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In the midst of the conflict in Gaza, the Israeli war cabinet is torn apart

Photo: Abir Sultan Pool via Associated Press Prime Minister Benjamin Netanyahu and centrist Benny Gantz, also a member of the war cabinet, during a press conference on an Israeli military base on October 28

Mathieu Gorse – Agence France-Presse in Jerusalem


  • Middle East

A symbol of national unity in the conflict against Hamas, the Israeli war cabinet is shaken by the political rivalry between Prime Minister Benjamin Netanyahu and the centrist Benny Gantz, at the top of the voting intentions.

The visit, unauthorized by Benjamin Netanyahu, of Benny Gantz to Washington on Monday and Tuesday and to London on Wednesday exposed the deep differences between the two men, at a time when international pressure is intensifying on Israel in the face of the major humanitarian crisis in Gaza.

According to Yohanan Plesner, director of the Israel Democratic Institute (IDI), a liberal think tank, this trip by Benny Gantz to Israel's main supporter “shows that his confidence in Netanyahu is at his lowest point and decided to represent another voice in Washington.”

This trip caused a lot of noise in Israel, where the centrist leader incurred the wrath of ministers from Likud, Benjamin Netanyahu's right-wing party.

“He is acting behind the Prime Minister’s back,” denounced Miri Regev, the Minister of Transport, describing this move as “subversive”.

Political rival of Benjamin Netanyahu, the former Minister of Defense and leader of the centrist National Union party agreed to join the war cabinet in the interests of national unity after the trauma of the he unprecedented Hamas attack on October 7, which sparked the war in the Gaza Strip.

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Gantz “prepares his exit”

“But the tensions never disappeared” between the two men who “hate each other,” deciphers Reuven Hazan, professor in the political science department at the Hebrew University of Jerusalem.

The war cabinet has five members, the three main ones being Mr. Netanyahu, Mr. Gantz and Defense Minister Yoav Gallant.

For Reuven Hazan, Benny Gantz undertook this visit to Washington and London to display his stature as a possible future prime minister and above all to begin “preparing his exit from the government” which is, according to the academic, inevitable.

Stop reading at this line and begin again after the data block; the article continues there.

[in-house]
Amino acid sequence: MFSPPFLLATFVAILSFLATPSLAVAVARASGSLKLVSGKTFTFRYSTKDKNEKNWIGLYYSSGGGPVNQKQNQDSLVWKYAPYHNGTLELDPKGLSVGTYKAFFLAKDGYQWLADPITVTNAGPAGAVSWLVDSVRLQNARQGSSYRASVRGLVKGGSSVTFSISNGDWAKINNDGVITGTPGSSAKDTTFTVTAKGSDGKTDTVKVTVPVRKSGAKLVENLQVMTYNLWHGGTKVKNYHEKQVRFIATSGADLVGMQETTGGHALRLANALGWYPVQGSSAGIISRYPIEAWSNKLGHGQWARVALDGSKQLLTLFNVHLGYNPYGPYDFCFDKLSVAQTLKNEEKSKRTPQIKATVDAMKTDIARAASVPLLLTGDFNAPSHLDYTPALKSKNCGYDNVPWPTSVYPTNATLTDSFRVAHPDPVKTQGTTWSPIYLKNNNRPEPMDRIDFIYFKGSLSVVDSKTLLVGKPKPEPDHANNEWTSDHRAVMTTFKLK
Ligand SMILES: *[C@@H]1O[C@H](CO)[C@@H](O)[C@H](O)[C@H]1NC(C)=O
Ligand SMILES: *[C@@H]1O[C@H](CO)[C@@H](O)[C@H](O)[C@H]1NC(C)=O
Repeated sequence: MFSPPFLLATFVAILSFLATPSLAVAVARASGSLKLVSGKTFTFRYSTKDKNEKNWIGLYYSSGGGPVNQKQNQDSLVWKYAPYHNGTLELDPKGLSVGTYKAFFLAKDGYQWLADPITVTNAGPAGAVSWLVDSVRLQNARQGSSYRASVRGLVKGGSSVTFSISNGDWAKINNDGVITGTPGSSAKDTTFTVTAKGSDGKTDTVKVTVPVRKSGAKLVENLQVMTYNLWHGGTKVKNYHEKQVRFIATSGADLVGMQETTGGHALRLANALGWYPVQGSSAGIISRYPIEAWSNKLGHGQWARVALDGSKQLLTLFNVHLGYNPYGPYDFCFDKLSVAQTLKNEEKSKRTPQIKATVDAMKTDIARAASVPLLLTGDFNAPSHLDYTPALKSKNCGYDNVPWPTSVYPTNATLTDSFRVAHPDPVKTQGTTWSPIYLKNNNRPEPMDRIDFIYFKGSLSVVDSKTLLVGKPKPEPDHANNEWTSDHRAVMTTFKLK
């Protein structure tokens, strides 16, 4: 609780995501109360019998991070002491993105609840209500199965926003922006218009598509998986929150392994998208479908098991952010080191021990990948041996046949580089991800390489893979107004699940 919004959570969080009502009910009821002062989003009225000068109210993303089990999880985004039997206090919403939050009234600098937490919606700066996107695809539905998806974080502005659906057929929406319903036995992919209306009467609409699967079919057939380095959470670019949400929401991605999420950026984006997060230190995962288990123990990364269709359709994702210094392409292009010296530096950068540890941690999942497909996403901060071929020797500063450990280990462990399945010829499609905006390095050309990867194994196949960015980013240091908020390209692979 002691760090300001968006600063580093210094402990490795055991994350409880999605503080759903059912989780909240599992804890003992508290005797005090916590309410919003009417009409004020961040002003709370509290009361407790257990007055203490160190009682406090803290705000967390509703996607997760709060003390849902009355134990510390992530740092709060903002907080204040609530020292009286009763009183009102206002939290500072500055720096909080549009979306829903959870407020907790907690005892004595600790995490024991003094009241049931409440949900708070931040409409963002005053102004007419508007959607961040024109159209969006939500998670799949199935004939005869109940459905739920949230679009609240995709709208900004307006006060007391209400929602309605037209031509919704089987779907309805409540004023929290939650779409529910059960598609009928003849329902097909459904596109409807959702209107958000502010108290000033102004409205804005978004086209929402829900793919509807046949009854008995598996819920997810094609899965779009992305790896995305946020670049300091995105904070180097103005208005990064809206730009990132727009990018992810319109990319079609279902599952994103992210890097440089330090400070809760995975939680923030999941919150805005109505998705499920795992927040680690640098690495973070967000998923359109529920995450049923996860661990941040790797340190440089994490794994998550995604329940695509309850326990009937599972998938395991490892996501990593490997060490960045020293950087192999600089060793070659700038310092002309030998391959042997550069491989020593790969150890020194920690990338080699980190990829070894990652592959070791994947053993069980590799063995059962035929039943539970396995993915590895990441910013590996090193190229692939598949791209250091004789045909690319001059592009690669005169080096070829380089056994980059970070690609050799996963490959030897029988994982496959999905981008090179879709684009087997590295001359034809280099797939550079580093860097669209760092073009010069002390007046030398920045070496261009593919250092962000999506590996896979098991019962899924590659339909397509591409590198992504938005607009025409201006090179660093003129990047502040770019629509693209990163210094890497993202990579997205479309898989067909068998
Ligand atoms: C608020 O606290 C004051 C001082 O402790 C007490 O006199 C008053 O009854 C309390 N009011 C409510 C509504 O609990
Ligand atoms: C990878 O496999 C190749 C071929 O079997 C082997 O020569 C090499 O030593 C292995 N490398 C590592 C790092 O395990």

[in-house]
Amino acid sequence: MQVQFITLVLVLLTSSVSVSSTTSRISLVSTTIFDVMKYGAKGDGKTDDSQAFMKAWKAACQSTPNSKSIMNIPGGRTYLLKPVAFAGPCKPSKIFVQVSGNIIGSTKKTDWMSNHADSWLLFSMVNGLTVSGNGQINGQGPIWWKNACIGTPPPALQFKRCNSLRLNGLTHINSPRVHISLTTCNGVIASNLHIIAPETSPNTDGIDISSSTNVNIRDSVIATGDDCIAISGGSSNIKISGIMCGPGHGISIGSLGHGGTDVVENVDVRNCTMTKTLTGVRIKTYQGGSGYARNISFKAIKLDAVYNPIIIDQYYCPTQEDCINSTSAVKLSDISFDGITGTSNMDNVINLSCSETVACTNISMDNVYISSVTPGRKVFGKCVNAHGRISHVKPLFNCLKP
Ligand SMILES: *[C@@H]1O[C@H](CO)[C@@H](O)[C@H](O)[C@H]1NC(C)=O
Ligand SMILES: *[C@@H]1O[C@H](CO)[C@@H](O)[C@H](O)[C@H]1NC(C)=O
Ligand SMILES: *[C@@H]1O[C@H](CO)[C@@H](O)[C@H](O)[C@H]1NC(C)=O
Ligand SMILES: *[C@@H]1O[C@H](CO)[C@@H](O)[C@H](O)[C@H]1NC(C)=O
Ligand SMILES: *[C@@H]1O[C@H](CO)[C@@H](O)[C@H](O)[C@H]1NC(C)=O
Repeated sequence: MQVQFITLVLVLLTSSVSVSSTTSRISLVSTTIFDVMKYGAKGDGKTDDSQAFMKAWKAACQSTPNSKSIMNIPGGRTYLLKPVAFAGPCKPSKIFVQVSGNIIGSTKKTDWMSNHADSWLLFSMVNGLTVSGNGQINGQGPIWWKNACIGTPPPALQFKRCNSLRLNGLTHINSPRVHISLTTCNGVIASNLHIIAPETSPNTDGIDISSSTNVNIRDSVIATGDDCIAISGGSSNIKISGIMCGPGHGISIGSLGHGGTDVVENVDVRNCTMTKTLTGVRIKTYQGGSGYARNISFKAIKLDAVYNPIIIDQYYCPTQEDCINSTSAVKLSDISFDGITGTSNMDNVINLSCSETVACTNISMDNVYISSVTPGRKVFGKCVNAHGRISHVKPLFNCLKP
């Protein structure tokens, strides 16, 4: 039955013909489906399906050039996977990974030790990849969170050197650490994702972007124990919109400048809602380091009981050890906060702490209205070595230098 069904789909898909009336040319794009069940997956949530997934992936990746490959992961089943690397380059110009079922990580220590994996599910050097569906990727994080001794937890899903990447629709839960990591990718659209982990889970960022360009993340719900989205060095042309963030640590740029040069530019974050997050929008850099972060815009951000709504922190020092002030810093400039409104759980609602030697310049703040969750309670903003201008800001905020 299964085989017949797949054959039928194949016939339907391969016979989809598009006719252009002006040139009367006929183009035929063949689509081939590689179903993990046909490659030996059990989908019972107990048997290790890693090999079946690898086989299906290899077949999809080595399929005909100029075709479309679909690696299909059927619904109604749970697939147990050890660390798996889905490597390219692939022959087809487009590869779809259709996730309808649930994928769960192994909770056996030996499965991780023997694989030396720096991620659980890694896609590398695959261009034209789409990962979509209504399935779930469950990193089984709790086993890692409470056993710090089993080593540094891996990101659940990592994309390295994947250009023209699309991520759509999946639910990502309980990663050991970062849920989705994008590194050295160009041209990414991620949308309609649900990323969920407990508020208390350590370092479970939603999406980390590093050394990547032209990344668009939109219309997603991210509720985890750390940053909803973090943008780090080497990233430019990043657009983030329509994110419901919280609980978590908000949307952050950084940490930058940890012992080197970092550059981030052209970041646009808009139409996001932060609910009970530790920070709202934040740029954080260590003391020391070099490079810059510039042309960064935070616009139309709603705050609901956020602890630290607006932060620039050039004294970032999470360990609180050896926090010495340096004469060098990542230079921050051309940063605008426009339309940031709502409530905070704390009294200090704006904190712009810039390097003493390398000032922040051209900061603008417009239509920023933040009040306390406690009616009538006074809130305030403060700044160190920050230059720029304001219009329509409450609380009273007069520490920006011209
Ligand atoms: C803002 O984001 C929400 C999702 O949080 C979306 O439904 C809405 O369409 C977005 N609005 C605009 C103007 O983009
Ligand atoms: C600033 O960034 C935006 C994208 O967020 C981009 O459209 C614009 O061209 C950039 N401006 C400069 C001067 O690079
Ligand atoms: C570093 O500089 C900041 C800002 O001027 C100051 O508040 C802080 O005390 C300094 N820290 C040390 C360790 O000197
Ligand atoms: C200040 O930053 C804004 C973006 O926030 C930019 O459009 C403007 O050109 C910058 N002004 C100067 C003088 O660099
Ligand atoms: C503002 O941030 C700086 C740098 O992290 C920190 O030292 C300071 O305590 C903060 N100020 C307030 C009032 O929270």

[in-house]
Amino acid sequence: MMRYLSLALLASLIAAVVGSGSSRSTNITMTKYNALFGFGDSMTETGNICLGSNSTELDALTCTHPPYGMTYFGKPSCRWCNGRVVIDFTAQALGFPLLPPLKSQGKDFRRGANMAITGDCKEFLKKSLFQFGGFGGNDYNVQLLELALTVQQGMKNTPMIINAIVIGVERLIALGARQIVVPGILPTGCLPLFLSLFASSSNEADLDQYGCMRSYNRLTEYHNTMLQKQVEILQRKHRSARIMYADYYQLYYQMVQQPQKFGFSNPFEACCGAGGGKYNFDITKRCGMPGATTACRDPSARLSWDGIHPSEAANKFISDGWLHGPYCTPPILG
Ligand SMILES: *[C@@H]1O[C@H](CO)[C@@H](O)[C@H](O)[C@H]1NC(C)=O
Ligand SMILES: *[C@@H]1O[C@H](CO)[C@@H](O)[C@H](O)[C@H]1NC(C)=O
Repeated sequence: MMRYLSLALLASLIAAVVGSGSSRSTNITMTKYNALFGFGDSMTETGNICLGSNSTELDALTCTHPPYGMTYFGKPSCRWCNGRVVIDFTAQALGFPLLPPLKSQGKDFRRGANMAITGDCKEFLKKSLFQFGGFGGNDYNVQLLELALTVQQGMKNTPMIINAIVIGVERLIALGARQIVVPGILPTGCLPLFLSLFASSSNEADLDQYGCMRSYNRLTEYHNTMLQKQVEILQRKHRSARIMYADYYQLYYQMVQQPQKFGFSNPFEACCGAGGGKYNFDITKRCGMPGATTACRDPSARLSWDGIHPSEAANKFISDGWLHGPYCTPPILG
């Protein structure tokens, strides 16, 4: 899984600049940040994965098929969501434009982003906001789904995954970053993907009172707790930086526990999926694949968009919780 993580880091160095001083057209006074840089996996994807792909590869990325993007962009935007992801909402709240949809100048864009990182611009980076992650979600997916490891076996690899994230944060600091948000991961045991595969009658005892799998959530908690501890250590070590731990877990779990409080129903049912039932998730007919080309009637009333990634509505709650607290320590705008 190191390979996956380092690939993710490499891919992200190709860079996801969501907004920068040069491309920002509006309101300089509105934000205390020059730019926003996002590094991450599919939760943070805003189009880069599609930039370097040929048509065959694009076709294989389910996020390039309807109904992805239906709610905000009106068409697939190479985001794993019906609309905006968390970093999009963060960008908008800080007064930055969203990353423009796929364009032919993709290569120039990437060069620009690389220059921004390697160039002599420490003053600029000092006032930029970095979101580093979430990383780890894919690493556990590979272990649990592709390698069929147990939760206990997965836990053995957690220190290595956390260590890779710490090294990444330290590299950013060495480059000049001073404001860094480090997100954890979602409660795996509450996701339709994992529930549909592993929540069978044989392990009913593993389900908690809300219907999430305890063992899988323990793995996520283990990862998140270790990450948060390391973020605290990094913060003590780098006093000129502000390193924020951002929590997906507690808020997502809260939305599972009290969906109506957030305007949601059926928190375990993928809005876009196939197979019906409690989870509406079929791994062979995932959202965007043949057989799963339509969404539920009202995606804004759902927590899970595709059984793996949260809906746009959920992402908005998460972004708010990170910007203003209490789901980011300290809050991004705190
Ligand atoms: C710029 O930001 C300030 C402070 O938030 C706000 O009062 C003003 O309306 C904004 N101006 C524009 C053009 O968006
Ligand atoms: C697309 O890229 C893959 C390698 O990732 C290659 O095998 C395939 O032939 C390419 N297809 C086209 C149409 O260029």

He is therefore trying to take advantage of the growing concern displayed by Washington about the turn the war is taking in the Gaza Strip, threatened with famine according to the United Nations.

US President Joe Biden and Benjamin Netanyahu are in “open conflict”, with Washington urging the Israeli prime minister not to “continue like this with mass deaths of civilians in Gaza without knowing what he wants to do after” the war, notes Reuven Hazan.

“Close to the Americans”

“Gantz is not Netanyahu, he is closer to (the position of) the Americans” on the post-war period, he assures.

It is a “more comfortable partner” for Washington, “more open to dialogue with moderate partners in the region” and on the role that the Palestinian Authority could play in Gaza after the war, adds Yohanan Plesner.

Last week, Mr. Gantz also welcomed the announcement of a reform of military service made by Yoav Gallant, in order to integrate Orthodox Jews, exempt for religious reasons.

This proposal had the effect of a political bomb in Israel where the media perceived it as a mark of distrust by Yoav Gallant towards Benjamin Netanyahu, even though they are nevertheless both members of the same party.

It indeed puts the Prime Minister in a very uncomfortable position while the two major parties representing the ultraorthodox could bring down his fragile coalition at any time.

Netanyahu is trying at all costs to “avoid early elections”, in which Gantz, on the other hand, has an interest, and has succeeded so far, but “if there is one issue that can bring about the collapse of the coalition, it is that of the recruitment of the ultraorthodox”, summarizes Yohanan Plesner.

Now it remains for Gantz to find the right moment to let go of the prime minister “by showing that he defends Israel's interests” in the long term “and that Netanyahu is only there to protect his interests personal”, says Reuven Hazan.

Teilor Stone

By Teilor Stone

Teilor Stone has been a reporter on the news desk since 2013. Before that she wrote about young adolescence and family dynamics for Styles and was the legal affairs correspondent for the Metro desk. Before joining Thesaxon , Teilor Stone worked as a staff writer at the Village Voice and a freelancer for Newsday, The Wall Street Journal, GQ and Mirabella. To get in touch, contact me through my teilor@nizhtimes.com 1-800-268-7116